‘There’s not a victim here’
EAGLE ” Sgt. Spanky Gibson has been in plenty of combat zones during his 18-year career as a Marine. He was part of Operation Desert Storm and was in Somalia in the early ’90s.
Last year, he went to Iraq. He encountered enemy fire almost every day in Ramadi until one day a sniper shot off his leg.
It doesn’t seem likely that an adventure race in Colorado would intimidate him, even with one leg.
“It gets us out. It gets us away,” said Gibson, who is based at Fort Sill in Oklahoma.
On Friday, Gibson was at the Timberline Tours boat house in Eagle gearing up for an adventure race Saturday and Sunday sponsored by World T.E.A.M. Sports, a Boston-based nonprofit. Timberline is helping put on the event.
Ian Adamson, one of the best adventure racers in the world, created the race course, which will include biking, kayaking and mountaineering.
“They’re all can-do people,” Adamson said. “There’s not a victim here.”
Six active and retired Marines ” most of them amputees ” are participating in the event. Other participants include sponsors and other athletes such as former Paralympic skier and local resident Sarah Will and Erik Weihenmeyer, the first blind person to climb Mount Everest.
World T.E.A.M. Sports aims to team able-bodied and disabled people in events such as biking and running.
“People with disabilities tend to get segregated,” said Chris Carrigg, executive director of the nonprofit. “They tend to be not included. … Sports is a great platform to bring those two groups together.”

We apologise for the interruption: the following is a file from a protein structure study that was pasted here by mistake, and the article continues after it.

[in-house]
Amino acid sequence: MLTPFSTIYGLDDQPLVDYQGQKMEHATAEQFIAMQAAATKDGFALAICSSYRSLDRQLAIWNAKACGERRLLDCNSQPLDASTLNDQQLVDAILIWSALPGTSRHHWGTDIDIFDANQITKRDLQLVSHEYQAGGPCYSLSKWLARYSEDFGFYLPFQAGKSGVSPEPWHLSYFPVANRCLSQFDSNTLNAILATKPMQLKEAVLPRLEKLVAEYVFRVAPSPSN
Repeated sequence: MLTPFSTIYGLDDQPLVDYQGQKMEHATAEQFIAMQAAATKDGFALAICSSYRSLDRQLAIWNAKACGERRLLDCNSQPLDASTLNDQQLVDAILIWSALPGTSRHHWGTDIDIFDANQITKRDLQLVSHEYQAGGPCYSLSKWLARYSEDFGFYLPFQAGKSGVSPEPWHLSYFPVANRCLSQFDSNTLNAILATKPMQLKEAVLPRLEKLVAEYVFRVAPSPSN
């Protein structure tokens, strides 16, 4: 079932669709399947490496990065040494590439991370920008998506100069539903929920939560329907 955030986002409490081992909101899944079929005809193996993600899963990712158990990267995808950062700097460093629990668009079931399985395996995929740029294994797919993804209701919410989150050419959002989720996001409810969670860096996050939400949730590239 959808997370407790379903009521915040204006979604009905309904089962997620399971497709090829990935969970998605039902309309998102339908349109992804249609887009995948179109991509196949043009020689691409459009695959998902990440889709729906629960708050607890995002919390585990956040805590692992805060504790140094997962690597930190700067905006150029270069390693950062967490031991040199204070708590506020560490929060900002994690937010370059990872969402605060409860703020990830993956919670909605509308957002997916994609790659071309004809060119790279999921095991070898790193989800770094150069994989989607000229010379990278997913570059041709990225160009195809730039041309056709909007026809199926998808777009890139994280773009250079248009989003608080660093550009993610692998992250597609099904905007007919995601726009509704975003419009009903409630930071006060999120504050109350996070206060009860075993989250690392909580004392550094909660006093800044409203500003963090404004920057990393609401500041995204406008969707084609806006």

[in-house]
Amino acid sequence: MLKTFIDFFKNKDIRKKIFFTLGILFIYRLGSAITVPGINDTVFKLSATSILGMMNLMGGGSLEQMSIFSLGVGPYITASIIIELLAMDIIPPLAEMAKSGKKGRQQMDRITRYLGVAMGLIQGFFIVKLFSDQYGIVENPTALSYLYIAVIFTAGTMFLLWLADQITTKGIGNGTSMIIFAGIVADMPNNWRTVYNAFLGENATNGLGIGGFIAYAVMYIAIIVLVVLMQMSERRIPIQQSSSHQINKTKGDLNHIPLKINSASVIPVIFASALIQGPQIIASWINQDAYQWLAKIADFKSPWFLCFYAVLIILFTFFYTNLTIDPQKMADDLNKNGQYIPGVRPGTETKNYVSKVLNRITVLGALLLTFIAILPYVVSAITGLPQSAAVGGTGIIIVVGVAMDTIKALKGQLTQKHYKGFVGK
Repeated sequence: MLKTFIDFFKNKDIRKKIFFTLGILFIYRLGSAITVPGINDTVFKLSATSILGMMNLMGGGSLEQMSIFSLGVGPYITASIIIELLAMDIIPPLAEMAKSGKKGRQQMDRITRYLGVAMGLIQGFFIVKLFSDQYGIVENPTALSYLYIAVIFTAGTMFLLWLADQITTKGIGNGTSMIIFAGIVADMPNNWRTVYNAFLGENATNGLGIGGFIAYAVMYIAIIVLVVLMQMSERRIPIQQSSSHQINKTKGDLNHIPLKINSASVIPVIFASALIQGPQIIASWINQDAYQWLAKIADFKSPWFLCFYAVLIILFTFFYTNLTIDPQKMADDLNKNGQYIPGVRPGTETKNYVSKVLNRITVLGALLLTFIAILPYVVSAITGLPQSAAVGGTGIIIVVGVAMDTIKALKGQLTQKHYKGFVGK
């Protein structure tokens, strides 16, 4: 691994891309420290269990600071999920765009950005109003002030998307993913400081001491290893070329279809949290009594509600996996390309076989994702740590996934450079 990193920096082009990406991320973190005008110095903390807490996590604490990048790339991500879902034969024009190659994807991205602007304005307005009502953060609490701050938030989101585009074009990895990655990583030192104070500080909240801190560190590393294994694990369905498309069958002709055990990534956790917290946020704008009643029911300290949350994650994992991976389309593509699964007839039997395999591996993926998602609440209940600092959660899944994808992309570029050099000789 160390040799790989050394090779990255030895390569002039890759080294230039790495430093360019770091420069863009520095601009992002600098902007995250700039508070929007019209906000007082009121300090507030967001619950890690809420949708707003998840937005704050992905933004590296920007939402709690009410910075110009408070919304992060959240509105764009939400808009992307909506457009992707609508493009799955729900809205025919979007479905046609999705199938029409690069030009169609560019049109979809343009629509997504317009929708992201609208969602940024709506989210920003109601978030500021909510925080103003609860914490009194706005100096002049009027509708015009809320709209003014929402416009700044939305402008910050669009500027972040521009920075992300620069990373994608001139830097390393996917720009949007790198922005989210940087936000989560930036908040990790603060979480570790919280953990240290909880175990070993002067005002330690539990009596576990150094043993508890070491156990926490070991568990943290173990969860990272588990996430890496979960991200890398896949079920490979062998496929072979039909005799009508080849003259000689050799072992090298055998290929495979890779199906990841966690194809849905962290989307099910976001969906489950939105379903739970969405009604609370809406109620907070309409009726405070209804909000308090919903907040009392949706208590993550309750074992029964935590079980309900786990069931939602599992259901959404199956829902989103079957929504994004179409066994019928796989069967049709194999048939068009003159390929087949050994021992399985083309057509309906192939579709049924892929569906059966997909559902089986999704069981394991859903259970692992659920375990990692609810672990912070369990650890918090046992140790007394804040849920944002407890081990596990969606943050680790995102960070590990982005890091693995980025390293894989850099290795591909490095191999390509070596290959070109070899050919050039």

Retired Cpl. Dan Lasko was also preparing for the event Friday. He lost his leg below the knee in Afghanistan after his truck ran over a homemade bomb.
“It was an ambush,” he said. “I saw my foot dangling there and I said, ‘It’s going to go.'”
Lasko, who lives in Easton, Pa., has been doing running races, triathlons and other multi-sport events since he was hurt in 2004.
“To prove to people with disabilities that you can still do stuff you like to do,” he said.
He competes with Team Semper Fi, which helps disabled vets compete in sports. His injury hasn’t changed his life, he said.
“Not at all,” he said. “Just a lot of stares.”
Weihenmeyer ” who has climbed the highest peaks on each of the seven continents ” is a member of the board of directors of World T.E.A.M. Sports. The events show the “power of what a diverse team can do.”
Different people bring different strengths to a team, he said. An adventure race is a great way to showcase that, he said.
“It’s about everyone finishing together and bringing their strengths,” he said.
Organizers hope the event will return next year with a more participants and sponsors.
Staff Writer Edward Stoner can be reached at 748-2929 or email@example.com.
Day one: Biking from Virginia Creek Divide above Radium down to the Colorado River, then up to the Pumphouse. Getting in inflatable kayaks and paddling 12 miles down to Rancho Del Rio.
Day two: Some of the racers will go up to Yarmony Mountain for an orienteering expedition. Others will continue to paddle down the river. The racers will meet back up and finish at the Catamount Bridge near Burns.
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